If someone says that they take care of buying the groceries, generally this means that it is an exception when someone else does any of the buying of groceries. In one family I know of this means that if someone wants something, they tell the person responsible for buying the groceries and that person will get it or decide on something else.

            But you are correct in that we don’t know if that means she is allowed to buy some of her own choosing, or not. But I know some gender hierarchalists who do not allow their wives to buy something they have not approved. So, yep, it’s a toss up. Nevertheless, I do lean to the idea that Grudem controls every aspect of his household, with his veto power as final decision maker.

            1. lander says:

              The Grudems do not teach or practice the abuses of the false shepherding movement which you say (on this thread) you were a part of. To read your unfoirtunate experience into their relationship and imply that Margaret is in an abusive or controlling relationship is libelous and false–and laughable. I’ve never met a more gentle man than Wayne Grudem. His love and dedication to Margaret are an example.

              Read his books. He is a Harvard, Westminster, Cambridge trained guy who has dedicated much time to exegete the passages in question.

              He may be slightly more conservative in application than Carson or Keller, but all 3 teach within the mainstream of evangelical orthodoxy.

              1. tiro says:

                You misunderstand me, Lander.

                As far as reading Grudem’s books, I have read most if not all of them, including his book on systematic theology. I’ve watched CBMW since it’s beginning. I’m very familiar with their teachings.

                It is my sincere belief that the doctrines on gender hierarchy are incorrect interpretations of pieces of Scripture formulated to fit an agenda. Grudem’s beliefs definitely leave the door open to abusive treatment of wives, and women in the church. How far any of them take it will be an individual thing. And even then, if they were abusive no one would ever know it in the public eye. I’ve counseled many women with abusive husbands who put on a great public face while being unspeakable tyrants behind closed doors. I have no actual knowledge of how Grudem or any of the primary gender hierarchalist leaders actualize their “servant leadership” in their families. Many are able to be benevolent leaders whom nevertheless maintain complete control of their families. Yet, I would still not recommend an ‘authoritarian’ style of husbandly leadership.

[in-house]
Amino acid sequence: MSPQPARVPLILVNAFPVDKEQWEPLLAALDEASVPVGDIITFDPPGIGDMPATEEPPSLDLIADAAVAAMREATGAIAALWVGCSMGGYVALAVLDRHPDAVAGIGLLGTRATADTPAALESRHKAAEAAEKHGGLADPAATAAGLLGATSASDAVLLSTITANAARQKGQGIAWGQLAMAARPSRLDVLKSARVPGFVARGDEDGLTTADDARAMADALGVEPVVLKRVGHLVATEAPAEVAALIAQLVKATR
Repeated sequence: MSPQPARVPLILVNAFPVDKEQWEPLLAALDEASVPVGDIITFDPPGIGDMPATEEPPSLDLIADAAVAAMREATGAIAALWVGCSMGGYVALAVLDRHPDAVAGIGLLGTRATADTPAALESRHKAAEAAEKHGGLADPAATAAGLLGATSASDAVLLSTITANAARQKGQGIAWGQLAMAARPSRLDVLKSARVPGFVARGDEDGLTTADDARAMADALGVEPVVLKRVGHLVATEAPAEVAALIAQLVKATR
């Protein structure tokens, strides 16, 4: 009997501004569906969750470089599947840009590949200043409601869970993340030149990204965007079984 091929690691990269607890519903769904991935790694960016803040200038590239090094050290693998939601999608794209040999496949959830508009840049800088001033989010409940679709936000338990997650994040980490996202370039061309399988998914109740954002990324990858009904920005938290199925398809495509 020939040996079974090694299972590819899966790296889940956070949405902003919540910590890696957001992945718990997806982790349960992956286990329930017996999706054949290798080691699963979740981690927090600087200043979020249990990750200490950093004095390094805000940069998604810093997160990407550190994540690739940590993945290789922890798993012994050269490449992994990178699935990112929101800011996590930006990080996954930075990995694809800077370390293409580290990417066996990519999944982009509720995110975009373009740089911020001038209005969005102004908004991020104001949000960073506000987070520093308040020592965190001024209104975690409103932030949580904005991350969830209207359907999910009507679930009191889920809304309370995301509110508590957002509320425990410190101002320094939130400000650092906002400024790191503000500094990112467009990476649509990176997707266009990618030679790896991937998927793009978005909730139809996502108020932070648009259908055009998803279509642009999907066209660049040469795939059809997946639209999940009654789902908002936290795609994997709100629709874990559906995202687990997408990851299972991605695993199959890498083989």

2. Sue says:

                Lander,

                Dr Grudem presents many unusual interpretations of scripture. For example, Dr. Grudem has taught that when God acts as the ezer of man He is subordinate to man. He has taught that Eph 3:21 means that “some submit to others.” He has taught that in 1 Tim. 2:12, “to assume authority” is the novel and suspect translation of the TNIV, when, in fact, it comes legitimately from an English translation of Calvin’s commentaries. He has taught that adelphoi ought to be translated as “brothers” when the standard and classic lexicon has as its main entry “brothers and sisters.”